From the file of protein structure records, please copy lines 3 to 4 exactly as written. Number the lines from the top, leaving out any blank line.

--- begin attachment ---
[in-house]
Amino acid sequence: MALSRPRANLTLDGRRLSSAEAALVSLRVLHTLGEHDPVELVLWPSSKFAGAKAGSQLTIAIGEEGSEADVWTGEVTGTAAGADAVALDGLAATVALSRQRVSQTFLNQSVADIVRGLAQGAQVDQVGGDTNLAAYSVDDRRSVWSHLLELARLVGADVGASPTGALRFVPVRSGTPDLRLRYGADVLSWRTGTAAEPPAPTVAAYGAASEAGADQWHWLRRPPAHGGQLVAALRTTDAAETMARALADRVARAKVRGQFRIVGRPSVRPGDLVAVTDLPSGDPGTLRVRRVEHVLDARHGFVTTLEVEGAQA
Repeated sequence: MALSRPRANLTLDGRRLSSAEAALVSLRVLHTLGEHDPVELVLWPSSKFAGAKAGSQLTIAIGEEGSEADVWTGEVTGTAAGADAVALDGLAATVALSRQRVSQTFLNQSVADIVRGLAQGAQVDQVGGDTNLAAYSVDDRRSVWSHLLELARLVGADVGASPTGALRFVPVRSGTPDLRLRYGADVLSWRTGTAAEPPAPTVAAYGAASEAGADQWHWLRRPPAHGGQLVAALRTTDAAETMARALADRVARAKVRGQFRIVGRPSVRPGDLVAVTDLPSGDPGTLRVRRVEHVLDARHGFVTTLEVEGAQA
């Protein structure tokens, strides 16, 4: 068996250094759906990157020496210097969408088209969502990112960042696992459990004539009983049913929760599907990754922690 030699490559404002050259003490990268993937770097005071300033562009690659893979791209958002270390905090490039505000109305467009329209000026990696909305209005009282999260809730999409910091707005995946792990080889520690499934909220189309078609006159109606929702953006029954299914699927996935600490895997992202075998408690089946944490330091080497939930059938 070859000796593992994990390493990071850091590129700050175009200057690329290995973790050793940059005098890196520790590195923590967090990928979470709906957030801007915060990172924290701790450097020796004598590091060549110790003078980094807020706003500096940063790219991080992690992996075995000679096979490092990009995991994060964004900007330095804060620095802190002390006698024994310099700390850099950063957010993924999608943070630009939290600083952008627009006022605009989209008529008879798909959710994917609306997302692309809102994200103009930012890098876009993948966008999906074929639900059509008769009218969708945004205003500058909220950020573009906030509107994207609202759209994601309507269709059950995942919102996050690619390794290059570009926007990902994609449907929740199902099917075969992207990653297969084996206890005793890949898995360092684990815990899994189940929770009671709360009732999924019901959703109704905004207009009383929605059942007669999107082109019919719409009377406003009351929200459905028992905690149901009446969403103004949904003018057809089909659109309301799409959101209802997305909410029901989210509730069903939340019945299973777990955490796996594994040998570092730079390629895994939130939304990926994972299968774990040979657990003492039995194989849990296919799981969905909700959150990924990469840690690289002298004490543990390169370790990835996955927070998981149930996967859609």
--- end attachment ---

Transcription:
Repeated sequence: MALSRPRANLTLDGRRLSSAEAALVSLRVLHTLGEHDPVELVLWPSSKFAGAKAGSQLTIAIGEEGSEADVWTGEVTGTAAGADAVALDGLAATVALSRQRVSQTFLNQSVADIVRGLAQGAQVDQVGGDTNLAAYSVDDRRSVWSHLLELARLVGADVGASPTGALRFVPVRSGTPDLRLRYGADVLSWRTGTAAEPPAPTVAAYGAASEAGADQWHWLRRPPAHGGQLVAALRTTDAAETMARALADRVARAKVRGQFRIVGRPSVRPGDLVAVTDLPSGDPGTLRVRRVEHVLDARHGFVTTLEVEGAQA
């Protein structure tokens, strides 16, 4: 068996250094759906990157020496210097969408088209969502990112960042696992459990004539009983049913929760599907990754922690 030699490559404002050259003490990268993937770097005071300033562009690659893979791209958002270390905090490039505000109305467009329209000026990696909305209005009282999260809730999409910091707005995946792990080889520690499934909220189309078609006159109606929702953006029954299914699927996935600490895997992202075998408690089946944490330091080497939930059938 070859000796593992994990390493990071850091590129700050175009200057690329290995973790050793940059005098890196520790590195923590967090990928979470709906957030801007915060990172924290701790450097020796004598590091060549110790003078980094807020706003500096940063790219991080992690992996075995000679096979490092990009995991994060964004900007330095804060620095802190002390006698024994310099700390850099950063957010993924999608943070630009939290600083952008627009006022605009989209008529008879798909959710994917609306997302692309809102994200103009930012890098876009993948966008999906074929639900059509008769009218969708945004205003500058909220950020573009906030509107994207609202759209994601309507269709059950995942919102996050690619390794290059570009926007990902994609449907929740199902099917075969992207990653297969084996206890005793890949898995360092684990815990899994189940929770009671709360009732999924019901959703109704905004207009009383929605059942007669999107082109019919719409009377406003009351929200459905028992905690149901009446969403103004949904003018057809089909659109309301799409959101209802997305909410029901989210509730069903939340019945299973777990955490796996594994040998570092730079390629895994939130939304990926994972299968774990040979657990003492039995194989849990296919799981969905909700959150990924990469840690690289002298004490543990390169370790990835996955927070998981149930996967859609």